There was a time when the vast majority of automatic transmission needs were satisfied with a single transmission fluid, Dex/Merc. That’s not true anymore. Today, many original equipment manufacturers require unique, stand-alone fluids that meet their specific requirements.
Fluid specifications vary for each transmission type, and additives must be carefully formulated to deliver the right balance of friction, wear resistance, oxidation resistance, extreme-pressure properties, aeration control and durability. As transmission hardware becomes more complex and compact, developing the fluid and hardware in parallel is the only way to provide optimum performance and component protection, as well as other benefits such as fuel efficiency and extended drain intervals.
Why Multi-vehicle Fluid Is Waning Multi-vehicle ATF was introduced so that an installer or quick-lube did not have to carry so many different fluids. Generally, formulators would design one or two fluids to serve the majority of vehicles likely to come in for service. This was fine until Ford and General Motors deactivated their respective Mercon and Dexron-III specifications about six years ago. Ford replaced the former with Mercon V, GM created Dexron-VI, and both declared that the expired products were obsolete and no longer to be used. Since then, auto manufacturers have evolved or substantially changed their transmission designs so this older fluid technology now only meets the needs of a decreasing number of vehicles.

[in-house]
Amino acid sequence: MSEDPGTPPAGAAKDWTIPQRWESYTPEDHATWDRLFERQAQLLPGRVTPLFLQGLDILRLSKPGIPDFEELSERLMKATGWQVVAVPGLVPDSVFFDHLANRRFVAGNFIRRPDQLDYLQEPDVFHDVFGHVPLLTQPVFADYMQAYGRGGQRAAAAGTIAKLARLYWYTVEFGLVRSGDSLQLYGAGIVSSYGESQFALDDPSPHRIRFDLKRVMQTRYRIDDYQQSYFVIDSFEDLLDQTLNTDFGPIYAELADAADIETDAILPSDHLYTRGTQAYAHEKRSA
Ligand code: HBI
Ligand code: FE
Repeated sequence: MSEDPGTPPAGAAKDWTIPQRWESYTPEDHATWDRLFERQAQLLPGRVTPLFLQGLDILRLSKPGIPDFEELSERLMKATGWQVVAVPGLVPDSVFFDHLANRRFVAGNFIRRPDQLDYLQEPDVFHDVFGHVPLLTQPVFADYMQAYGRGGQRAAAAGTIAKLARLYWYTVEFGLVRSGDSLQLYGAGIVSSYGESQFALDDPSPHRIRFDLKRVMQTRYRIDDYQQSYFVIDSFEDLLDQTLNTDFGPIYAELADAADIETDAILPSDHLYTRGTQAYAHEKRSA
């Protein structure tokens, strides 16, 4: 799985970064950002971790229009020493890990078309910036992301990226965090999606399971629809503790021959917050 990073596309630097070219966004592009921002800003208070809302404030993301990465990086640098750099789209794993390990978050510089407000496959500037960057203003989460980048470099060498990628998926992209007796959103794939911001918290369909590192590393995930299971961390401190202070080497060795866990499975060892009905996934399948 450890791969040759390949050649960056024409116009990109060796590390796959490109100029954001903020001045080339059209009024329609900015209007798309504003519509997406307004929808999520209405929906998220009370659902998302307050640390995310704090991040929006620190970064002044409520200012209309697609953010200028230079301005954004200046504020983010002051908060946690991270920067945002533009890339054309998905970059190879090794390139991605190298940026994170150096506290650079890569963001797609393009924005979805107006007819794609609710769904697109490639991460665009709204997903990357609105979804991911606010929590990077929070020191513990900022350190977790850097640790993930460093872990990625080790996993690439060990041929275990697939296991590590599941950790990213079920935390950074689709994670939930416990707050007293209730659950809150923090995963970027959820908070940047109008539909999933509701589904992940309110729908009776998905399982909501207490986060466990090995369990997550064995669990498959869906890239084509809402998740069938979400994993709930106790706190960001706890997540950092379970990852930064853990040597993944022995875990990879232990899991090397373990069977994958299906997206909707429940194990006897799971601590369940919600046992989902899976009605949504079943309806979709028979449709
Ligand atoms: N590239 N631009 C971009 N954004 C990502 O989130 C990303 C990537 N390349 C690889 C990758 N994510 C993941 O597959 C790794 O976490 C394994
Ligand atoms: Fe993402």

Afton Chemical has been doing market research on ATFs for the past five years. While unlicensed Dex/Merc fluid still comprises a significant portion of the market, we see that portion declining considerably in the next five years. Conversely, market share has increased for current specifications such as Mercon V and Dexron-VI. Penetration of these newer fluids is greater at car dealerships, where Mercon V has 25 percent market share and Dexron-VI 21 has percent.
Multi-vehicle (universal) fluids remain the second largest application, particularly at quick lubes (39 percent) and repair garages (23 percent). This situation has given rise to a great deal of confusion in the industry with respect to which ATF should be recommended for which transmission type. The confusion has led to some myths that, at best, cause the consumer to pay more for transmission fluid changes and, at worst, damage transmissions that the fluid is meant to protect.